Retail group spells out privacy for customers
Video and Web tools used to explain rights as CEO expects new laws
In a video, Jeff Wyler tells customers how they can decline to have shopping behavior tracked, but he also explains how stores use the data.
Jeff Wyler, CEO of the Jeff Wyler Automotive Family in Cincinnati, is convinced that dealerships soon will be subject to stricter privacy laws.
So he and his staff are going to extra lengths to inform customers of their rights and explain how the group's 13 dealerships gather and use data.
For example, Wyler, 73, earlier this year made a video that explains how customers can opt out of e-mails or decline to have their shopping behavior tracked through tiny bits of software code called cookies that can follow a Web site visitor to other sites.
The group also is in the process of building its Web sites with a prominent consumer privacy button so customers can conveniently get an explanation of their rights without having to search for small print at the bottom of the page.
"Our philosophy for the past 40 years has been to be transparent and fair with customers," Wyler said.
Getting out front
With stricter privacy laws already percolating in California, Canada and the European Union, Wyler said it's only a matter of time before the customers of his 13 stores and 44 franchises in Ohio, Kentucky and Indiana are affected.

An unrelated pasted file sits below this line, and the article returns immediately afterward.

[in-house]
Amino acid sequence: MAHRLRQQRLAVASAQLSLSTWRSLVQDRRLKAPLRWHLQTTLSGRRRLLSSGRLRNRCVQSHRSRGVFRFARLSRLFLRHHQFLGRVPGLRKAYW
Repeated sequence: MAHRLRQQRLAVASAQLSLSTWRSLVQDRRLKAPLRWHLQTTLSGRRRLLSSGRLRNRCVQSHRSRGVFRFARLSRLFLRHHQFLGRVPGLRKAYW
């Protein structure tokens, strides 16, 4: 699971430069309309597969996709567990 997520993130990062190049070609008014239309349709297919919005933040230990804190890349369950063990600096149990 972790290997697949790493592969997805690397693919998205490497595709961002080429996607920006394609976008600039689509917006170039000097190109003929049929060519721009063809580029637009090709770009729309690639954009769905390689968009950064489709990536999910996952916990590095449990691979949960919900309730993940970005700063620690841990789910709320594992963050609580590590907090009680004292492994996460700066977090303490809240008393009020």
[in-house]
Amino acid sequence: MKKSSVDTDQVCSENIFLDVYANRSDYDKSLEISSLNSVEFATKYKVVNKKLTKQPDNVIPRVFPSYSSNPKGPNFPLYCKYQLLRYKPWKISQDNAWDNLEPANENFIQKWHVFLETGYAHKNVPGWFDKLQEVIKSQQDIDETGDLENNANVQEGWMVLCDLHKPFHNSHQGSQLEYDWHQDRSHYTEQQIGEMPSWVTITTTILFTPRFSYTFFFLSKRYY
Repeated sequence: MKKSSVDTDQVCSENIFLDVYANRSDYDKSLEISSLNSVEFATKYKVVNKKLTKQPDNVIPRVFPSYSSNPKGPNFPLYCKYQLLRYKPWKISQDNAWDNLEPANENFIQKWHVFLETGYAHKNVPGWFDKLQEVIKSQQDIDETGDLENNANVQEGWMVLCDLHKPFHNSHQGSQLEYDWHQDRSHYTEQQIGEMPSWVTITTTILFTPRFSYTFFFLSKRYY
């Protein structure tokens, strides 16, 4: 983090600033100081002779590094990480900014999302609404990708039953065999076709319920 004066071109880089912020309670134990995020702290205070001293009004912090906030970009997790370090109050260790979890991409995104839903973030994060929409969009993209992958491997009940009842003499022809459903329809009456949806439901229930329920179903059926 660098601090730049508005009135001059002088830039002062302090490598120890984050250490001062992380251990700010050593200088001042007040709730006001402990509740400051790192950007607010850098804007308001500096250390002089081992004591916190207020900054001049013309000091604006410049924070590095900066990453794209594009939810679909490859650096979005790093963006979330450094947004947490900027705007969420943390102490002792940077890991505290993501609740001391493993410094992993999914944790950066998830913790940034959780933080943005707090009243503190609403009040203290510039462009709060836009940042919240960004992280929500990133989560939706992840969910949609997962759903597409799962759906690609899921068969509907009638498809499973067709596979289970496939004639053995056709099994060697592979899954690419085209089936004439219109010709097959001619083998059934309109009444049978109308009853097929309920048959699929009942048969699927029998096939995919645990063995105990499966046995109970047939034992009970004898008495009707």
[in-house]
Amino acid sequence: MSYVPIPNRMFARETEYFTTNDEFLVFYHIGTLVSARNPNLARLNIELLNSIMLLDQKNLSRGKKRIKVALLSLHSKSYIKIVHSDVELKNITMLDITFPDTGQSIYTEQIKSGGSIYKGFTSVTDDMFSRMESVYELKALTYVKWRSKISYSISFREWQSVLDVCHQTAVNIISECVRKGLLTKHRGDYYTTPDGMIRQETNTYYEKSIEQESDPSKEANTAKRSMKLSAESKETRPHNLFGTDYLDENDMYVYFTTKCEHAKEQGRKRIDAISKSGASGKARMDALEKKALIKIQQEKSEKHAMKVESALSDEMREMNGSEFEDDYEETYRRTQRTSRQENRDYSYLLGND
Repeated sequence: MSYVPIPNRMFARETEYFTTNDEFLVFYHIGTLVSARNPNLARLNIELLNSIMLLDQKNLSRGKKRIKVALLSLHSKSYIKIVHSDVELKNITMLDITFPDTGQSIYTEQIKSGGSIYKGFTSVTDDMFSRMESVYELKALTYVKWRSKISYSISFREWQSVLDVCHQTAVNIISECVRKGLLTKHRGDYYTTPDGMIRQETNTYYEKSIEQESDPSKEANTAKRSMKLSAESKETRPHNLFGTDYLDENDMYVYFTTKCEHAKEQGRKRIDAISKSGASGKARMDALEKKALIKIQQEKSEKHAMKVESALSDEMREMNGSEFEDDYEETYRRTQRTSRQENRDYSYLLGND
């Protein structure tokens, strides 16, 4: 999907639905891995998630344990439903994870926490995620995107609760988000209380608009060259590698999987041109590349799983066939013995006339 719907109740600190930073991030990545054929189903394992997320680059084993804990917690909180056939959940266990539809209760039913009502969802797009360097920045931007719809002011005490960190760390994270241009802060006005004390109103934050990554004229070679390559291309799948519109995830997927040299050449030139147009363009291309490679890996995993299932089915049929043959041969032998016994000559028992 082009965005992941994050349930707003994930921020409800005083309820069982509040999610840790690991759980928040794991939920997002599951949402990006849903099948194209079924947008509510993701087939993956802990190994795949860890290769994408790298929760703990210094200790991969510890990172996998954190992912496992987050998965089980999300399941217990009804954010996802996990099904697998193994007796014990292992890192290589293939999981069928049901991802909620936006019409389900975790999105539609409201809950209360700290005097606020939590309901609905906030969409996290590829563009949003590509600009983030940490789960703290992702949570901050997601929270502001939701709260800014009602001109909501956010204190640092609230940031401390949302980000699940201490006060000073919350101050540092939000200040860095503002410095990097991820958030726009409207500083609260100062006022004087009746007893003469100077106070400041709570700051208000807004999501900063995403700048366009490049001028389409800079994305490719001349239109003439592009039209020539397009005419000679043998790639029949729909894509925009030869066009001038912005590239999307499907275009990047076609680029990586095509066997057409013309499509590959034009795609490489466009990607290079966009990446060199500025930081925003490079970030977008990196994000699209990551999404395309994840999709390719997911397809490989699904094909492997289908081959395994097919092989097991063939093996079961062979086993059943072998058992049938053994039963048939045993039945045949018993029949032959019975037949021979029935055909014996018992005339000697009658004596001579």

"This is coming down the highway," he said.
Kevin Frye, Jeff Wyler's e-commerce director, spent nearly four months researching how regulators are pushing rules that require businesses to inform shoppers that they are being tracked online -- and if and when that data is being shared with third parties.
In January, California strengthened its privacy laws to require commercial Web sites to disclose to visitors whether the sites are tracking personal information and whether third parties with site access can view that information, Frye said.
Draft rules in Europe would require companies collecting data to notify targets and get their consent before sharing the data, he said.
And in July, Canada's so-called anti-spam legislation goes into effect that warns of penalties of up to $10 million for organizations that ignore the desires of recipients regarding e-mails, texts and other electronic communications.
Frye shared his findings last month at the Digital Dealer Conference & Exposition in Atlantic City, N.J.
Wyler said his group stands to be a big target, so he is informing customers now. The group ranks No. 43 on the Automotive News list of the top 125 dealership groups, based on 2013 new-vehicle retail sales units. It sold 30,000 new and used cars last year.
Wyler leaves no doubt in the video and online that customers leave tracks every time they visit a Web site and that they have a right to opt out of that tracking.
But he also explains why stores do the tracking: to see shopping patterns and to customize what products are served to individuals when they visit online.
Wyler said he has always tried to stay on the edge of trends. He was an early adopter 25 years ago of centralizing the group's accounting offices to a single location. He also has emphasized employee training and recruitment.
Wyler was a natural to star in the privacy video. He has been the face of the company in commercials since he bought his first store 40 years ago. His son David Wyler now does about half the TV spots, he said.
With Jeff Wyler narrating the privacy video, it is clear that company leadership believes the issue is important to customers.
"We are focused on providing a good buying experience," Wyler said. "We don't want privacy to be a barrier."
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